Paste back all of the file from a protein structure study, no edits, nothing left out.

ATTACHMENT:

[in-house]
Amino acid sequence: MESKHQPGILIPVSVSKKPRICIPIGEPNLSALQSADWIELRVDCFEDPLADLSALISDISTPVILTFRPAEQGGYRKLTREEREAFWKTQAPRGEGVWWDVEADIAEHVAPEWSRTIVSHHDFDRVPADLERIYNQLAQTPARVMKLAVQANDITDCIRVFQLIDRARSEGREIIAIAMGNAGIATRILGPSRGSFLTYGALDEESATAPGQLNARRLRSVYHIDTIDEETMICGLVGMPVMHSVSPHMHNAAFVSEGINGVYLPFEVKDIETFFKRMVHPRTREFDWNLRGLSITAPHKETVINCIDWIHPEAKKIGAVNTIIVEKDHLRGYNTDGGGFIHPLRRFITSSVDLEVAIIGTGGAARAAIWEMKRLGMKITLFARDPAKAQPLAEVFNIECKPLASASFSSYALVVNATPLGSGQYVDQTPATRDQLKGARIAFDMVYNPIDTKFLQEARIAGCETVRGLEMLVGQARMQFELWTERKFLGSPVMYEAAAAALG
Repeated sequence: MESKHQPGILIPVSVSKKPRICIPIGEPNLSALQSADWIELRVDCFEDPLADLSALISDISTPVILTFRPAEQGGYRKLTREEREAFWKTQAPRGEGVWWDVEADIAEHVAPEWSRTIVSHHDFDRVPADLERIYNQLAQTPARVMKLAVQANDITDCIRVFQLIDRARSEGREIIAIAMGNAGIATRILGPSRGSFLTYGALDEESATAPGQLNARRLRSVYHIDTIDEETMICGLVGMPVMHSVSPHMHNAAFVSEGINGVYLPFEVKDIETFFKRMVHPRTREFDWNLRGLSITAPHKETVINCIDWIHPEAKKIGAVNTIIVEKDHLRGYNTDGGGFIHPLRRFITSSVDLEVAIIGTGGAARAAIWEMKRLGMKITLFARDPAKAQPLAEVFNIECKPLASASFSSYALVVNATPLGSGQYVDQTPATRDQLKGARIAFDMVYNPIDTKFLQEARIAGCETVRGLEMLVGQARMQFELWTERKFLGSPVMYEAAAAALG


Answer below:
[in-house]
Amino acid sequence: MESKHQPGILIPVSVSKKPRICIPIGEPNLSALQSADWIELRVDCFEDPLADLSALISDISTPVILTFRPAEQGGYRKLTREEREAFWKTQAPRGEGVWWDVEADIAEHVAPEWSRTIVSHHDFDRVPADLERIYNQLAQTPARVMKLAVQANDITDCIRVFQLIDRARSEGREIIAIAMGNAGIATRILGPSRGSFLTYGALDEESATAPGQLNARRLRSVYHIDTIDEETMICGLVGMPVMHSVSPHMHNAAFVSEGINGVYLPFEVKDIETFFKRMVHPRTREFDWNLRGLSITAPHKETVINCIDWIHPEAKKIGAVNTIIVEKDHLRGYNTDGGGFIHPLRRFITSSVDLEVAIIGTGGAARAAIWEMKRLGMKITLFARDPAKAQPLAEVFNIECKPLASASFSSYALVVNATPLGSGQYVDQTPATRDQLKGARIAFDMVYNPIDTKFLQEARIAGCETVRGLEMLVGQARMQFELWTERKFLGSPVMYEAAAAALG
Repeated sequence: MESKHQPGILIPVSVSKKPRICIPIGEPNLSALQSADWIELRVDCFEDPLADLSALISDISTPVILTFRPAEQGGYRKLTREEREAFWKTQAPRGEGVWWDVEADIAEHVAPEWSRTIVSHHDFDRVPADLERIYNQLAQTPARVMKLAVQANDITDCIRVFQLIDRARSEGREIIAIAMGNAGIATRILGPSRGSFLTYGALDEESATAPGQLNARRLRSVYHIDTIDEETMICGLVGMPVMHSVSPHMHNAAFVSEGINGVYLPFEVKDIETFFKRMVHPRTREFDWNLRGLSITAPHKETVINCIDWIHPEAKKIGAVNTIIVEKDHLRGYNTDGGGFIHPLRRFITSSVDLEVAIIGTGGAARAAIWEMKRLGMKITLFARDPAKAQPLAEVFNIECKPLASASFSSYALVVNATPLGSGQYVDQTPATRDQLKGARIAFDMVYNPIDTKFLQEARIAGCETVRGLEMLVGQARMQFELWTERKFLGSPVMYEAAAAALG